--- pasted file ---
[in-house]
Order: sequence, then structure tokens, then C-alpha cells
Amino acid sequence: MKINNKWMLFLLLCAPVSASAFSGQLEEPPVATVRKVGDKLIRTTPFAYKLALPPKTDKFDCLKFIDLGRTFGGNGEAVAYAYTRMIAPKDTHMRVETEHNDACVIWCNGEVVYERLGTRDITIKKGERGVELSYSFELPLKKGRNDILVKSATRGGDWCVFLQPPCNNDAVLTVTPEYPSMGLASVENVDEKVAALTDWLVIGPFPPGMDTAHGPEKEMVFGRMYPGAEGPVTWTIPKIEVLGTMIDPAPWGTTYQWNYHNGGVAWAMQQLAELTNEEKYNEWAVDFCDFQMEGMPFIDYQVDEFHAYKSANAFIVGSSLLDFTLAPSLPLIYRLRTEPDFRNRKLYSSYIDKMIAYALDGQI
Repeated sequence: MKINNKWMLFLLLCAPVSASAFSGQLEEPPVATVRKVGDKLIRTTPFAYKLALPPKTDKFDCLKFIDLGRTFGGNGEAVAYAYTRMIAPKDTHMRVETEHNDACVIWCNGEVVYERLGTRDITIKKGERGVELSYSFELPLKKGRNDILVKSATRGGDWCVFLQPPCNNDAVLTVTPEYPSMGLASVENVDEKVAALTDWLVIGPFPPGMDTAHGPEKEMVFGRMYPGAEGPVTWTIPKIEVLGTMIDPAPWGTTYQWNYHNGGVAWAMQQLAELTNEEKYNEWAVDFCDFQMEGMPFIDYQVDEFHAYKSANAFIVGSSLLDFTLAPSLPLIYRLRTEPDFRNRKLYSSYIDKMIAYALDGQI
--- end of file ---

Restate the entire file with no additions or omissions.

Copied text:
[in-house]
Order: sequence, then structure tokens, then C-alpha cells
Amino acid sequence: MKINNKWMLFLLLCAPVSASAFSGQLEEPPVATVRKVGDKLIRTTPFAYKLALPPKTDKFDCLKFIDLGRTFGGNGEAVAYAYTRMIAPKDTHMRVETEHNDACVIWCNGEVVYERLGTRDITIKKGERGVELSYSFELPLKKGRNDILVKSATRGGDWCVFLQPPCNNDAVLTVTPEYPSMGLASVENVDEKVAALTDWLVIGPFPPGMDTAHGPEKEMVFGRMYPGAEGPVTWTIPKIEVLGTMIDPAPWGTTYQWNYHNGGVAWAMQQLAELTNEEKYNEWAVDFCDFQMEGMPFIDYQVDEFHAYKSANAFIVGSSLLDFTLAPSLPLIYRLRTEPDFRNRKLYSSYIDKMIAYALDGQI
Repeated sequence: MKINNKWMLFLLLCAPVSASAFSGQLEEPPVATVRKVGDKLIRTTPFAYKLALPPKTDKFDCLKFIDLGRTFGGNGEAVAYAYTRMIAPKDTHMRVETEHNDACVIWCNGEVVYERLGTRDITIKKGERGVELSYSFELPLKKGRNDILVKSATRGGDWCVFLQPPCNNDAVLTVTPEYPSMGLASVENVDEKVAALTDWLVIGPFPPGMDTAHGPEKEMVFGRMYPGAEGPVTWTIPKIEVLGTMIDPAPWGTTYQWNYHNGGVAWAMQQLAELTNEEKYNEWAVDFCDFQMEGMPFIDYQVDEFHAYKSANAFIVGSSLLDFTLAPSLPLIYRLRTEPDFRNRKLYSSYIDKMIAYALDGQI